The federal government is imposing a series of new restrictions on the use of drones, requiring operators to be at least 14 years old and calling on all owners to register their recreational and commercial devices with Transport Canada, federal and industry officials said.
The new, more stringent rules, covering drones that weigh less than 25 kilograms, will be unveiled on Wednesday. They will also include an obligation for drone users to undergo online training and to inscribe a federal registration number on their devices, the officials said.
The announcement will come after a series of drone sightings led to runway closings and hundreds of cancelled flights at Gatwick and Heathrow airports in Britain in recent weeks. Airport authorities fear that drones could damage a plane in flight or cause a deadly crash after being sucked into a plane’s engine.
The officials said the new rules for drone use in Canada will include restrictions on their use within nine kilometres of airports. The three officials were granted anonymity because they were not authorized to publicly discuss the new rules before they were formally announced in the Canada Gazette.
One of the biggest associations of drone operators in the country, Unmanned Systems Canada (USC), has been working with the government to develop the new rules for nearly a decade.
“The industry has been waiting for this a long time,” said USC chair Mark Aruja. “It’s going to be good for business, good for investors and, in this case, it’s going to be really good for safe operations.”
Police forces and government agencies such as forestry services regularly use thousands of drones to help them conduct law-enforcement operations or to monitor forest fires. On the business side, energy companies use drones to inspect pipelines while farmers use them to monitor livestock.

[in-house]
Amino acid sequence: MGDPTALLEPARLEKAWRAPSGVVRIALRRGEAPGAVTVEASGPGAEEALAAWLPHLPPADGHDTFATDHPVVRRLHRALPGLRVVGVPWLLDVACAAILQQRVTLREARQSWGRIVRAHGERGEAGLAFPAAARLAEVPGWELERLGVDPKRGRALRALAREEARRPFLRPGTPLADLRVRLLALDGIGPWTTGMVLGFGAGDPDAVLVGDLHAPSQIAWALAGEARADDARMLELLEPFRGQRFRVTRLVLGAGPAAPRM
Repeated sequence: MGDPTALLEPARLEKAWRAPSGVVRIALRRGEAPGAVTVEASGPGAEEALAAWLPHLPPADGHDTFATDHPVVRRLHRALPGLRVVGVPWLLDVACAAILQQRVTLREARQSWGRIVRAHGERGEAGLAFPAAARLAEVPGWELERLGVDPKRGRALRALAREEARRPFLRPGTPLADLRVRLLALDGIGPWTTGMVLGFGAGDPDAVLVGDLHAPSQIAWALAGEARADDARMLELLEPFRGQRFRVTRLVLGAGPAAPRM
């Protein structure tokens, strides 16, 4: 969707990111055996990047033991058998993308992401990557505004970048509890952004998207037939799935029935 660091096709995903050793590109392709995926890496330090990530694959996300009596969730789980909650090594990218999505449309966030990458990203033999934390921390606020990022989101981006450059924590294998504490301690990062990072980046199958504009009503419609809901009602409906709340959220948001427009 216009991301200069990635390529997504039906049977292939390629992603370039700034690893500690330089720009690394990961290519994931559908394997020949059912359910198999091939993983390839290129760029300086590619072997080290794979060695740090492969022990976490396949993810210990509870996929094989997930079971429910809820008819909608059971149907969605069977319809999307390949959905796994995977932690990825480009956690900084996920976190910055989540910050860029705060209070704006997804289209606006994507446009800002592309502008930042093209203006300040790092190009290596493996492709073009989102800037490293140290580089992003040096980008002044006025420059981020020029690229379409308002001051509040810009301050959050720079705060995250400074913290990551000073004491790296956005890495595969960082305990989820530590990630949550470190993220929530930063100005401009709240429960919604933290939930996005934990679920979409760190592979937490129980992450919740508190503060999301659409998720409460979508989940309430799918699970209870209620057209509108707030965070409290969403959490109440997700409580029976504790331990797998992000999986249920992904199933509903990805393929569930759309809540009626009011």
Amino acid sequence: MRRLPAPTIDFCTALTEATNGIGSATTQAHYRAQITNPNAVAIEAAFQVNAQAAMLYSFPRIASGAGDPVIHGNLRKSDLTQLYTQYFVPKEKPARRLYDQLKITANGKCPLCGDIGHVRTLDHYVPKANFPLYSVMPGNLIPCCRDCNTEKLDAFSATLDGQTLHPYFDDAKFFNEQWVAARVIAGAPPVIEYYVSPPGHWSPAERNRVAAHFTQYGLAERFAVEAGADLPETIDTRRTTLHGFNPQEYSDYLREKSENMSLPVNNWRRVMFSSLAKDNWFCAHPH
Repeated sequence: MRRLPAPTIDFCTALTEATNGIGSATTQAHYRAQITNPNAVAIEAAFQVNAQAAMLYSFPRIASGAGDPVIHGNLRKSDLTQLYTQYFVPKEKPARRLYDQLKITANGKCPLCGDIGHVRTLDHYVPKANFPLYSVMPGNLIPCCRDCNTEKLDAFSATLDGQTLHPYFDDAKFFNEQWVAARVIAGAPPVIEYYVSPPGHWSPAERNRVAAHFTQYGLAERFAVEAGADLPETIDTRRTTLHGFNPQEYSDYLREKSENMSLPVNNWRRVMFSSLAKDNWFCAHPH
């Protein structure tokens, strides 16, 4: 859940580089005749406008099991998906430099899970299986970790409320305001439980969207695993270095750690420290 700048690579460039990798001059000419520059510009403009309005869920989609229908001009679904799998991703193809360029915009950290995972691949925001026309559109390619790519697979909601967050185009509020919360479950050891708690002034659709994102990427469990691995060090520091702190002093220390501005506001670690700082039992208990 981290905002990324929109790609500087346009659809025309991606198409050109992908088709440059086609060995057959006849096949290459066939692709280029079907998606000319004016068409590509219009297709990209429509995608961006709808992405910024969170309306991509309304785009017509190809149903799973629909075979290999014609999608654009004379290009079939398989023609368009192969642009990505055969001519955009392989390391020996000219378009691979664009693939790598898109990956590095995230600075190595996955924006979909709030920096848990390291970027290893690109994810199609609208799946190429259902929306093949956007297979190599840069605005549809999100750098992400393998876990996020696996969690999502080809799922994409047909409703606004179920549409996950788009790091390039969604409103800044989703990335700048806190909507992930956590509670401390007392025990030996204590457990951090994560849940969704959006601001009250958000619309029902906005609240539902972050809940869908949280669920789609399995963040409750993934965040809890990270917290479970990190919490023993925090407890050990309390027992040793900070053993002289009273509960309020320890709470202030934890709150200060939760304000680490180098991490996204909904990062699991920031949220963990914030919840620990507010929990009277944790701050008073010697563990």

Mr. Aruja said that professional operators of drones will easily adapt to the new regulations. He predicted the government will face a bigger challenge in ensuring that recreational users comply with the new rules and understand how to apply them in practice.
Transport Minister Marc Garneau will announce the new rules in Montreal on Wednesday. He started imposing temporary measures two years ago to address a growing number of reported drone incidents across the country.
At the time, there had already been concerns over cases in which people flew drones over forest fires in British Columbia, forcing the grounding of water bombers. In other cases, seaplane and helicopter operations in Vancouver's Coal Harbour were halted because of drones flying overhead.
“The government certainly doesn’t want to restrict drones so much that we hinder innovation because it’s so important to our economy and standard of living,” Mr. Garneau said in 2017. “But, like any new technology, drones must be used with care. And we cannot wait until something bad happens before we act.”